Trenton, NJ 08625-0360
October 4, 1999
Rita Manno or
New Jersey's Update on West Nile-like Virus
Four Dead Crows Had Virus; No Human Cases in New Jersey
TRENTON - Four dead crows submitted by the Department of Health to the Centers for Disease Control and Prevention (CDC) for analysis tested positive over the weekend for presence of the West Nile-like virus, marking the first time the virus has been identified in birds in New Jersey.
No New Jersey resident has been diagnosed with the West Nile-like virus that has made a number of New York City residents ill since August.
The four crows, submitted Thursday to the CDC's laboratory in Ft. Collins, Colorado, were found in Bergen, Essex, Middlesex and Union Counties. A fifth crow found in Mercer County and tested this weekend did not have the virus.
The West Nile-like virus, closely related to the St. Louis Encephalitis (SLE) virus last identified in New Jersey in 1975, is transmitted through the bite of a mosquito that has picked up the virus by feeding on an infected bird. Neither virus is directly transmitted from birds to humans or from person to person. The West Nile-like virus generally causes a milder illness than SLE in humans.
The West Nile-like virus was first isolated and identified by the CDC in late September in birds, including a wild crow, that died in New York City and Westchester County. To address the situation, New Jersey has taken the following actions:
- A team of experts from the departments of Health and Senior Services, Environmental Protection, Agriculture, state and county mosquito control commissions and Rutgers University will continue active disease monitoring and mosquito control. They will continue to consult daily with the CDC and New York and Connecticut health officials.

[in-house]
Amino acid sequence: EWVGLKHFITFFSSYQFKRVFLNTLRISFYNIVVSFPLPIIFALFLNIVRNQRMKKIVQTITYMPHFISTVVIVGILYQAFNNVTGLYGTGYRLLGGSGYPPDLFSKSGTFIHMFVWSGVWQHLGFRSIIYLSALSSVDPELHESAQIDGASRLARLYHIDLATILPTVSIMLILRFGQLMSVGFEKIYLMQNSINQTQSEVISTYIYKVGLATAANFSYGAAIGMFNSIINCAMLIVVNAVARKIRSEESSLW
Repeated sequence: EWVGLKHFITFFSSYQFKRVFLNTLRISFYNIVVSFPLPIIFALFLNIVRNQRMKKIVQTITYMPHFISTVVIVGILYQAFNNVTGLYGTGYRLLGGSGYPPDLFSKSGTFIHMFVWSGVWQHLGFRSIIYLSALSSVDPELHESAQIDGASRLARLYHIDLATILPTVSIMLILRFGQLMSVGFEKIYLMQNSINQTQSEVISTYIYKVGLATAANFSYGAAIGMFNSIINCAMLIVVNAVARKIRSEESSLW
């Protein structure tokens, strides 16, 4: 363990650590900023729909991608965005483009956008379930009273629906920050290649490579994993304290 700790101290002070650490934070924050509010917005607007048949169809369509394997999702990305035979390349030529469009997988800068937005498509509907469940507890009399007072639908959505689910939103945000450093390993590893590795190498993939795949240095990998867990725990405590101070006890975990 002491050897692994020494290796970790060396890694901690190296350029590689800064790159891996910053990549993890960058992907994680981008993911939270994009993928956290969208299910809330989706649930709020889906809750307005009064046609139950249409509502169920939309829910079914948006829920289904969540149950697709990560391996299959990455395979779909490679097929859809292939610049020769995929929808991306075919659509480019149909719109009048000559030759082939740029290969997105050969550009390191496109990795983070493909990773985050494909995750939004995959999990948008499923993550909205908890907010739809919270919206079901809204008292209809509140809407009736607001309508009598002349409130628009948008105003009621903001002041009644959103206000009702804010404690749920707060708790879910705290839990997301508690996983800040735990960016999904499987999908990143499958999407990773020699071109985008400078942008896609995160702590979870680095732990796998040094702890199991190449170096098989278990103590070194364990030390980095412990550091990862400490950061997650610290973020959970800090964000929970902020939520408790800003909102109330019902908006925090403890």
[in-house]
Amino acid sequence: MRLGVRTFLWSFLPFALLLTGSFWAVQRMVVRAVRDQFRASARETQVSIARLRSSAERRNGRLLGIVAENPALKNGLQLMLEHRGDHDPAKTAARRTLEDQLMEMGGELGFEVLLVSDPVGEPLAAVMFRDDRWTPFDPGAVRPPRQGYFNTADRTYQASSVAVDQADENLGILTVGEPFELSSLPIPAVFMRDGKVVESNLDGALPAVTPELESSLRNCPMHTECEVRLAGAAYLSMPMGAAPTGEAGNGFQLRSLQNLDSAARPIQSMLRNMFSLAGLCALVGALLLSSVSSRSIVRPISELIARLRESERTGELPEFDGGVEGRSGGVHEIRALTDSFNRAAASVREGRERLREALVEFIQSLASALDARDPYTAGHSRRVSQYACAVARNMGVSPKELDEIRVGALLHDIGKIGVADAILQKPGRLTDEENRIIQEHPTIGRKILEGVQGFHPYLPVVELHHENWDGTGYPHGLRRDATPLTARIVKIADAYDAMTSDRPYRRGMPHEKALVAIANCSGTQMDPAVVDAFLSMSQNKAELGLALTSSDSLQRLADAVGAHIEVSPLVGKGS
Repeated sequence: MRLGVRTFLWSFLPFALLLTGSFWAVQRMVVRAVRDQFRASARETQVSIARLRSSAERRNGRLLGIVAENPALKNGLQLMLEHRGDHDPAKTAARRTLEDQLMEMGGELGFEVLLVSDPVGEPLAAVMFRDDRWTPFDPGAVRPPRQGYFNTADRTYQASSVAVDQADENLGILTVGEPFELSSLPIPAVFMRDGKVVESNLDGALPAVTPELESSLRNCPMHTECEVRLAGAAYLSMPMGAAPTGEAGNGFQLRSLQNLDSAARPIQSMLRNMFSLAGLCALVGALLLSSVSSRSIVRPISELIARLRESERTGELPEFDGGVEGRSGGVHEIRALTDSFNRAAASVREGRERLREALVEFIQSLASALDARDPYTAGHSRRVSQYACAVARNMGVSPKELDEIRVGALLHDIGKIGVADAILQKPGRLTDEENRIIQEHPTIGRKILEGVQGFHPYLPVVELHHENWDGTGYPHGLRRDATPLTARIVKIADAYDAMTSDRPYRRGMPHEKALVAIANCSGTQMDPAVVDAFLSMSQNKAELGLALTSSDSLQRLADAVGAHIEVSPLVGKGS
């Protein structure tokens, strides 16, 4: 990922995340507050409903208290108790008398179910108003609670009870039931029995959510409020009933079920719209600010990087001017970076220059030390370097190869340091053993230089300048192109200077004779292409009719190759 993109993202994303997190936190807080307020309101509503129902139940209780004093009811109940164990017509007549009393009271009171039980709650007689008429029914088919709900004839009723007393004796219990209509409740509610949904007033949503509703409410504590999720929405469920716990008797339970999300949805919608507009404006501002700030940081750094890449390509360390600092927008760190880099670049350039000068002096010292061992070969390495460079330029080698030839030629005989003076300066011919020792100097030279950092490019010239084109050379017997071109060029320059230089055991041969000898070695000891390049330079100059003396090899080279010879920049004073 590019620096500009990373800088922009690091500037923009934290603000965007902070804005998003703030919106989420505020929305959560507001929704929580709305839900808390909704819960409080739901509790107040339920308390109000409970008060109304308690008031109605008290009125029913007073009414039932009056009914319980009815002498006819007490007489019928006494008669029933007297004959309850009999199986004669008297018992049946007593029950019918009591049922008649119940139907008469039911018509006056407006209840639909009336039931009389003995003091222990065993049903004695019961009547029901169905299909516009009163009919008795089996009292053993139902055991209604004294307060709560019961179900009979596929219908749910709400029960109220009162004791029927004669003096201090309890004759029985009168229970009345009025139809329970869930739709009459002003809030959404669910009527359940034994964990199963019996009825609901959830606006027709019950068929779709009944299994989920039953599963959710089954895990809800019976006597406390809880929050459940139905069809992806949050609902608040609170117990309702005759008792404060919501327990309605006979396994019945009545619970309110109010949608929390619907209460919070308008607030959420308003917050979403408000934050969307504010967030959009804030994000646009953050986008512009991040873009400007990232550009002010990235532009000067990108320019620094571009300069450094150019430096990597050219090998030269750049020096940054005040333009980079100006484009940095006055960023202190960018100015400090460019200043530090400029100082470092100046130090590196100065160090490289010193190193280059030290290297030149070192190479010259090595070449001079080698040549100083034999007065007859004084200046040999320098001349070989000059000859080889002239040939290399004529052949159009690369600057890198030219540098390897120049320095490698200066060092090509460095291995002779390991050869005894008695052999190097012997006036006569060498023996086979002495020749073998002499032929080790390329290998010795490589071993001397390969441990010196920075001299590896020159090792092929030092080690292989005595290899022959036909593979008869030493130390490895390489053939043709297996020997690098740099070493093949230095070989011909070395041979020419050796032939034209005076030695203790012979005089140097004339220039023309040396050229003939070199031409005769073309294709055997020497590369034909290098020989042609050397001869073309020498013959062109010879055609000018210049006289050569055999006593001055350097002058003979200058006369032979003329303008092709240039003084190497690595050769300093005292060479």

- New Jersey residents have been advised to continue to take precautions to reduce their risk of mosquito bites. This includes spraying insect repellent containing DEET on their clothing and exposed skin and wearing long sleeved shirts and pants when outdoors. Residents should also curb outdoor activities at dawn, dusk and during the evening.
- Hospitals have been asked to contact the State Department of Health immediately if they have any suspected or confirmed cases of SLE or West Nile-like virus. No New Jersey resident has been diagnosed with the West Nile-like virus.
- The State Department of Health, in cooperation with local health departments, has collected dead crows for testing by the CDC. These tests will continue.
- Individuals who find a dead crow on their property should use gloves and double-bag any birds found before placing them in the trash. Questions on dead birds should be addressed to the individual's local health department.
- Scientists with the New Jersey Department of Agriculture in Trenton are now testing blood drawn from sentinel chickens placed primarily in North Jersey for West Nile-like virus antibodies. Preliminary results are expected within the next two weeks.
- Mosquitoes collected from throughout the state will be tested for presence of the virus at CDC's laboratory in Ft. Collins.
- County mosquito control commissions have been advised to step-up their on-going surveillance activities and to extend their period of surveillance until further notice. The counties will continue their adult mosquito and larval control efforts and will delineate target areas for additional spraying if necessary.
- Individuals seeking additional information on this matter may go to the State Department of Health' website at www.state.nj.us/health.
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